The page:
As I sat down at my deck, coffee in hand, to do my my morning pursuing of Pittsburgh Pirates Social Media-I know I am a glutton for punishment-I noticed a fairly common theme from some Pirates Fans, feeling bad for Tyler Anderson because of the lack of run support he was provided; while pitching a gem, that turned into a quality start.
Now this isn’t the place where I will argue, as some might, about not putting a complete Major League quality lineup on the field as they continue to waste the efforts of a few of the Pirates starting pitchers or that the goal for every game is to win, and I certainly am not going to entertain a single thought about feeling bad for the rotation; especially when it comes to Tyler Anderson. Sure everyone wants to win every time the take the field, or in Mr. Anderson’s case the mound, but don’t pretend for a second he didn’t understand what he was getting into; and mostly importantly the purpose of and/or opportunity for him to be a part of the Pittsburgh Pirates Starting Five.
During the off-season, General Manager Ben Cherington, was asked directly about the possibility of flipping free agents that they planned on signing, and the manner in which they would approach these players: and if you need your memory jogged I wrote about Cherington’s honesty on the subject , with a link provided to Dejan Kovavecic’s Daily Shot of Pirates, back in January. Spoiler alert, he didn’t dance around the topic one bit.
Tyler Anderson came to the Pirates on a 1 year/$2.5 million deal in mid-February, with its only a few conceivable outcomes on the season. 1) He could pitch terrible and be relegated to the bullpen; but the Pirates would still try to trade him. 2) He could pitch OK, and not bring back anything of real substance in a trade; still, you better believe Cherington would try, although, a trade is obviously never guaranteed. 3) He could pitch well, like he is now, and Pittsburgh would do everything they could to trade him; hopefully to the highest bidder. Are you noticing a theme here?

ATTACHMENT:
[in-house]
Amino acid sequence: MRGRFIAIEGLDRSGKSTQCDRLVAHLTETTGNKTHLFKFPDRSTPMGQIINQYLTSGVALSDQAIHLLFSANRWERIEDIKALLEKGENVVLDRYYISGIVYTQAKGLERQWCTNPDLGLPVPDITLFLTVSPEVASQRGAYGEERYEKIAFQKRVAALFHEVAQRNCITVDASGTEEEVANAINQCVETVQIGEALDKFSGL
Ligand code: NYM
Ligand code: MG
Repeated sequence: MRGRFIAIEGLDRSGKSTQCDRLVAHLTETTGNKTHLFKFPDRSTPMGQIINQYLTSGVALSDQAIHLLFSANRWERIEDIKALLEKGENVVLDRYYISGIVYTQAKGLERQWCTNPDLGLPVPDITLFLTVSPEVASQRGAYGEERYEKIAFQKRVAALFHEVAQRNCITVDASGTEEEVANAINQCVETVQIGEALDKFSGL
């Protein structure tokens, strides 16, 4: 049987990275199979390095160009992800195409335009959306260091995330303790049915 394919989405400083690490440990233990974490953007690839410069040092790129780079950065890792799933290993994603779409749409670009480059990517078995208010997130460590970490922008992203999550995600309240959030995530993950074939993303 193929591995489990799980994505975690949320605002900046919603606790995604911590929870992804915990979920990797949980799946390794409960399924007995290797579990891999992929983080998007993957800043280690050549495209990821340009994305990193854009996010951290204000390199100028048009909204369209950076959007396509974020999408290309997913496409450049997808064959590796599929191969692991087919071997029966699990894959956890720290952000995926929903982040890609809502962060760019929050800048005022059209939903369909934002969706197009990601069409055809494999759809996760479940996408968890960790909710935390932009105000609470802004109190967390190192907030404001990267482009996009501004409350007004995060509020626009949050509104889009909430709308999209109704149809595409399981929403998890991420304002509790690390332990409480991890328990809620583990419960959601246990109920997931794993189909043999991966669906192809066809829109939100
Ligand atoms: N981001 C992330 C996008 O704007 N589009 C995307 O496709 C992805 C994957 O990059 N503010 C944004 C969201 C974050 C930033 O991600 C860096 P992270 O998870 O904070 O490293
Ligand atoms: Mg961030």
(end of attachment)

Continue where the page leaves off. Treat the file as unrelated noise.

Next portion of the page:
This crafty veteran lefty was brought in here with one purpose for Cherington and the Pirates-potential trade value. And, on the flip side (major pun intended), Anderson more than likely came in here with a fairly similar mentally; of pitching well, and making his way to a contender, while preparing for another unfortunate year of free agency because he doesn’t have a guaranteed contract beyond the 2021 season.
Of course, some could argue about the possibility of signing Anderson to an extension due to his early season success. However, my only advice to you would be to get that thought out of your head, from now until July 30th at 4PM EST; and potentially beyond that. It is always feasible that Cherington could go to Anderson after the season and say, “Hey this was kind of fun, and you did pretty well; what do you say we try this again next year? Same price, same guarantees? We good?”.
Nevertheless, this only occurs IF, and that’s a BIG IF, Tyler Anderson is not traded on or before the MLB Trade Deadline. Also, don’t look for too many teams to be panicking at the beginning of May, to find an arm for a playoff run. Most of these teams have better contingency plans than Pirates Fans have become accustomed to over the years.
So, mark your calendars! July 30th at 4PM EST. This could be a busy one for Cherington and the Pirates, but that sounds like a story for another day.
4 thoughts on “Tyler Anderson Knows His Role, And He Accepted It”
Can he packaged with a relief pitcher for a blue chip catching prospect from the Dodgers?
Pirates sure need a catcher. The ones we have can’t hit worth a hoot. Other guys taking turns having k games, yesterday must have been Morans. Need to resign TA & give him some bats behind him.
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How long do you resign him for? If it’s one more year, we are back in the same situation at the same time in 2022.
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Not sure the Dodgers are too worried just yet. Have you seen the rest of their rotation? And their farm system?
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